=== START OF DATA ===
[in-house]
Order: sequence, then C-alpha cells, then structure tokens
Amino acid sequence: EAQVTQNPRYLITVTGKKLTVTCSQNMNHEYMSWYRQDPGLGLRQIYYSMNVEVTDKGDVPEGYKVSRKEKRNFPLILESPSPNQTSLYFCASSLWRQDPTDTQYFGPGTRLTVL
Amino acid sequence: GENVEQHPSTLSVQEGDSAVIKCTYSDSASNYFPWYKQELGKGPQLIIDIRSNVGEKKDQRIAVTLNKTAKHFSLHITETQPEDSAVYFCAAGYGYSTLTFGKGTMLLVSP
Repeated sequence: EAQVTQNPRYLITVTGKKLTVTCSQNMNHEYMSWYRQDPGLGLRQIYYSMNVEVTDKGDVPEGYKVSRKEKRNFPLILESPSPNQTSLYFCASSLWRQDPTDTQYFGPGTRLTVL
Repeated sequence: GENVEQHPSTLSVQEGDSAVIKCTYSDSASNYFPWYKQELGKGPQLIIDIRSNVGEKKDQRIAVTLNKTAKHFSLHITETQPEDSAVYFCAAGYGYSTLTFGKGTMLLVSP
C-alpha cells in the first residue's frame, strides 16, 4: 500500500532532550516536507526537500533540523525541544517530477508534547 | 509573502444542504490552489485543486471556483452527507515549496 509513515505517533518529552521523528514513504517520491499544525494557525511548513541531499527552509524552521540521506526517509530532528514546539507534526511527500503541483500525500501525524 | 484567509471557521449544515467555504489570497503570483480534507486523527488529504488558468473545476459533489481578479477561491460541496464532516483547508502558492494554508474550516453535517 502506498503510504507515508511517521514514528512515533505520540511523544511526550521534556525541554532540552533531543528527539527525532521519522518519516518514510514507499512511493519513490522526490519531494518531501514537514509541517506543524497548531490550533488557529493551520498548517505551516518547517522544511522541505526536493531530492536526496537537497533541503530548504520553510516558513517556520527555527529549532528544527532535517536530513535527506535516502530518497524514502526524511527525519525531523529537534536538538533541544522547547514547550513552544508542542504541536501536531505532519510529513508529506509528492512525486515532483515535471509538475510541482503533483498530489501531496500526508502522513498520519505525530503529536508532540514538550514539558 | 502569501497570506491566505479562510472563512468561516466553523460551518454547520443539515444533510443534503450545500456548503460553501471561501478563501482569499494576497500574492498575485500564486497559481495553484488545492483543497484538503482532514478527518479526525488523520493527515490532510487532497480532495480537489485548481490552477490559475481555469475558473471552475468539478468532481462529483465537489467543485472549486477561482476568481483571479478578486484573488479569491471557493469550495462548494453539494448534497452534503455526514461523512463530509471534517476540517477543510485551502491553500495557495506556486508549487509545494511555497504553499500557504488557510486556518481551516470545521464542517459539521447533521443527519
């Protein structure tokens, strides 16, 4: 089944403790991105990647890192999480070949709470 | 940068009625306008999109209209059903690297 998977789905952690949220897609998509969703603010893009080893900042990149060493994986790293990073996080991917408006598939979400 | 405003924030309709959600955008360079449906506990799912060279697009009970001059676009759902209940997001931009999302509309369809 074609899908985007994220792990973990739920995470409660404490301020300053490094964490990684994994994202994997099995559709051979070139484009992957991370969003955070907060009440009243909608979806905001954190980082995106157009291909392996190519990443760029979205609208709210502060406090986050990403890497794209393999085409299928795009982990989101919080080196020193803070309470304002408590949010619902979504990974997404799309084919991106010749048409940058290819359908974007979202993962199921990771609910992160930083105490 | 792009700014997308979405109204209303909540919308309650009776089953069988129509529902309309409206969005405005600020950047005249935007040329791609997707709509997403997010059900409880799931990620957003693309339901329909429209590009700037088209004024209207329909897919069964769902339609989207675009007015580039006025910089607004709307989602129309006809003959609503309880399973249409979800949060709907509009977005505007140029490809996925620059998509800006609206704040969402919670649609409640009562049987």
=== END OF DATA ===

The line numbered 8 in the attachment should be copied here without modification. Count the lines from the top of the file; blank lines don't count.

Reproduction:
């Protein structure tokens, strides 16, 4: 089944403790991105990647890192999480070949709470 | 940068009625306008999109209209059903690297 998977789905952690949220897609998509969703603010893009080893900042990149060493994986790293990073996080991917408006598939979400 | 405003924030309709959600955008360079449906506990799912060279697009009970001059676009759902209940997001931009999302509309369809 074609899908985007994220792990973990739920995470409660404490301020300053490094964490990684994994994202994997099995559709051979070139484009992957991370969003955070907060009440009243909608979806905001954190980082995106157009291909392996190519990443760029979205609208709210502060406090986050990403890497794209393999085409299928795009982990989101919080080196020193803070309470304002408590949010619902979504990974997404799309084919991106010749048409940058290819359908974007979202993962199921990771609910992160930083105490 | 792009700014997308979405109204209303909540919308309650009776089953069988129509529902309309409206969005405005600020950047005249935007040329791609997707709509997403997010059900409880799931990620957003693309339901329909429209590009700037088209004024209207329909897919069964769902339609989207675009007015580039006025910089607004709307989602129309006809003959609503309880399973249409979800949060709907509009977005505007140029490809996925620059998509800006609206704040969402919670649609409640009562049987």